What about the central Rappahannock area?  Fredericksburg had Hotel McGuire, the Rappahannock Hotel, and a tourist home owned by Mrs. B. Scott, listed in The Green Book.  Larger towns offered more listings - restaurants, roadhouses, beauty parlors, barbershops and automobile services.  

Hotel McGuire
click on photo to enlarge

The hotels in Fredericksburg were on the 500 block of Princess Anne Street/US Route 1.  The larger, brick Hotel McGuire was next to Shiloh Baptist Church (New Site).  It was torn down by the Church and the space was used for an addition to the church.

Rappahannock Hotel
click on photo to enlarge

Across the street, the 
Rappahannock Hotel was a frame structure built by Arthur Brown, who was a carpenter, and his sons.  It too has been torn down.

A sign greeting travelers at Hotel McGuire said, "Colored Tourists, Stop at the Hotel McGuire, Best in State, Reasonable Rates, Steam-Heated Rooms, Hot & Cold Running Water, Private Bath, US Route No. 1 Fredericksburg, VA."  It was impossible to list all Negro-safe havens in The Green Book.  Signs like the Hotel McGuire's, or smaller signs with just the word "COLORED", were used by other businesses to identify themselves.

Sign advertising Hotel McGuire
click on photo to enlarge

Segregation was no longer legal after the passage of the Civil Rights Act of 1964, fulfilling Victor Green's hope.   "There will be a day sometime in the near future when this guide will not have to be published."

Does anyone have a copy of The Green Book to donate to the Center?

Beth Daly,  Volunteer, The Heritage Center
Frank White

Newly Acquired Collections
  • New and updated Marker Reports from Historic Fredericksburg Foundation
  • University of Richmond yearbooks that contain local resident information, 1924-25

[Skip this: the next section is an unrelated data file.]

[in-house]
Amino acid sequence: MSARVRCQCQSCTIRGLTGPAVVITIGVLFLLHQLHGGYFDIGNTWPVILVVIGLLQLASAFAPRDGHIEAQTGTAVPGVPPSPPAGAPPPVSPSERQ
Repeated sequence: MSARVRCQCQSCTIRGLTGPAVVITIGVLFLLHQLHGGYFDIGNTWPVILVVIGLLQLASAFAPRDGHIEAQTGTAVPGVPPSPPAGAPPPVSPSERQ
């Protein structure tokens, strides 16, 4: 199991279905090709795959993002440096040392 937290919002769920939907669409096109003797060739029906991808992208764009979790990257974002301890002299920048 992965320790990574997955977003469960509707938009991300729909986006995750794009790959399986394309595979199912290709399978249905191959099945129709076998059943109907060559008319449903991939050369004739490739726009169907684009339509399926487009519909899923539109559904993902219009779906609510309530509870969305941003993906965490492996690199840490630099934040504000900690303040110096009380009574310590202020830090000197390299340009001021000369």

• Marshall High School yearbook, 1919
  • A varied collection of Herbert R. Collins materials; correspondence, and photographs
  • Records of Maury Center revitalization
  • Copies of the roster of burials at the Fredericksburg Cemetery; photographs
  • Records concerning the Salem Church Dam Project

John Reifenberg
Collections Manager, The Heritage Center  
Can you identify this photo?
click on picture to enlarge
In 1920 this was an automobile agency.  What is it today?  

Today, Hugh Mercer Apothecary occupies the 1920 location of Thompkins Motor Co.

click on picture to enlarge

Thank you to J errilynn MacGregor, Jeanette Cadwallender, J. Sullivan, Michael Spencer, Dot Curtis and Brad Cooper for their  help in identifying this photograph.  Also, thank you to Brad Cooper for providing a postcard of the same corner.


click on picture to enlarge 

The Billingsley Collection, 1961
Please contact Sharon Null at [email protected] with information on this picture.  
The Heritage Center gladly provides research services.  Please contact the center for rates.
Tuesday, Wednesday, Thursday 
10:00 a.m. to 4 p.m.

Saturdays by appointment
Please call to schedule during weekday business hours
900 Barton Street #111
Fredericksburg, VA
(540) 373-3704 

Click here to join the CRHC mailing list and stay up to date with what is happening at The Center!

The Circle Unbroken: Civil War Letters of the Knox Family of Fredericksburg  
On sale now at the Heritage Center 
$29.70 for members 
$33.00 for non-members  

Daisy Turner's Kin
An African American Family Saga
Jane C. Beck 
On sale now at the Heritage Center 

Central Rappahannock Heritage Center | [email protected]  540.373.3704 | crhcarchives.org